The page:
Sol Invictus - Research Article from Encyclopedia of Religion

This encyclopedia article consists of approximately 3 pages of information about Sol Invictus.
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Sol Invictus

SOL INVICTUS. Worship of the sun god, Sol, was known in republican Rome, but it was of minor importance. In imperial Rome, however, in the third century CE (the last century of pagan Rome), the cult of the sun god became a major and, at times, dominant force in Roman religion. The cult of the Syrian sun god from Emesa, installed at Rome under the emperor Elagabalus (218–222), was short-lived, but in 274 the emperor Aurelian began a vigorous campaign of propaganda celebrating the sun god as the exclusive protector of Rome's imperial might. Under the epithets oriens ("the rising one"), invictus ("the invincible one"), and comes Augusti ("comrade of Augustus"), Sol was hailed as "the rising sun who dispels the forces of evil," as "invincible conqueror of Rome's enemies," and as the "companion and guardian deity of the emperor."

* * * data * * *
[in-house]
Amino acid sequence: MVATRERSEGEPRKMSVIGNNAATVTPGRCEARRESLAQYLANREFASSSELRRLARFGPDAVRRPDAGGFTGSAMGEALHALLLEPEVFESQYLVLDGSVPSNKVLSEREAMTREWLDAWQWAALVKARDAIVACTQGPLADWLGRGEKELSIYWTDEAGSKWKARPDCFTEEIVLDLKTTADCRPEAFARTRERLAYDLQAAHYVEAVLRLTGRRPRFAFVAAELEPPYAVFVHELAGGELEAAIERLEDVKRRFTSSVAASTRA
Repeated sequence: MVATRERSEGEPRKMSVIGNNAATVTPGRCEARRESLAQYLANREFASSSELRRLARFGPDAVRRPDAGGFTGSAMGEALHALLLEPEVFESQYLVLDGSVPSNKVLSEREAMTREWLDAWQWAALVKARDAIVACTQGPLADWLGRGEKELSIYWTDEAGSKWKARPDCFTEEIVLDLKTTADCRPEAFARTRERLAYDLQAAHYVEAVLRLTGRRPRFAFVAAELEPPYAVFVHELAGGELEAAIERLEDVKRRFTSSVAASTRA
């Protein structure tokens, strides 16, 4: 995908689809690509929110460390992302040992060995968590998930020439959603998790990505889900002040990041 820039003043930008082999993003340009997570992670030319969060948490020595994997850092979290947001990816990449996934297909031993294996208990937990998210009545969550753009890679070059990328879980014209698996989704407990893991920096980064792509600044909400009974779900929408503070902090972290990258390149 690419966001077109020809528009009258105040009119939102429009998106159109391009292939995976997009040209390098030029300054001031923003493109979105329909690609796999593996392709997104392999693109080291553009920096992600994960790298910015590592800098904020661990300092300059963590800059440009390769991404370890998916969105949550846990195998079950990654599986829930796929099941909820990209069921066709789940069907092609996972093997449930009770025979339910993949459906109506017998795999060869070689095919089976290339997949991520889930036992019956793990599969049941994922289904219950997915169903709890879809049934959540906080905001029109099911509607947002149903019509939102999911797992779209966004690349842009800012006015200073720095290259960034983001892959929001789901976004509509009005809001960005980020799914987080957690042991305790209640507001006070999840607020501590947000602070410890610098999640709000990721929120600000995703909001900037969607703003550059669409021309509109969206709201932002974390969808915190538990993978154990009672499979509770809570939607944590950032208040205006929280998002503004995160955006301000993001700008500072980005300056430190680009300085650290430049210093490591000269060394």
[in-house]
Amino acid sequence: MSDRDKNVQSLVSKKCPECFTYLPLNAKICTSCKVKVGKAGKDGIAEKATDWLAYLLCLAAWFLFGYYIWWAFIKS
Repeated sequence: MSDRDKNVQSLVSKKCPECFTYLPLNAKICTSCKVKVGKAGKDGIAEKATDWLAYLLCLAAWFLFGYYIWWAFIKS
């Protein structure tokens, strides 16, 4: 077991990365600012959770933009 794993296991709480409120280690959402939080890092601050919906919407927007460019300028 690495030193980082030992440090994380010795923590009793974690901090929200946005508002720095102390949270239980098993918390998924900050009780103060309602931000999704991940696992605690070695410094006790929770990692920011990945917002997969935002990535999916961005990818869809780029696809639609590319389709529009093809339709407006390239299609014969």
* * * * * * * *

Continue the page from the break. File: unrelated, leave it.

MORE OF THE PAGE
Numismatic iconography, the primary source for this...

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This section contains 811 words
(approx. 3 pages at 300 words per page)
Buy the Sol Invictus Encyclopedia Article
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Encyclopedia of Religion
Sol Invictus from Encyclopedia of Religion. Copyright © 2001-2006 by Macmillan Reference USA, an imprint of the Gale Group. All rights reserved.
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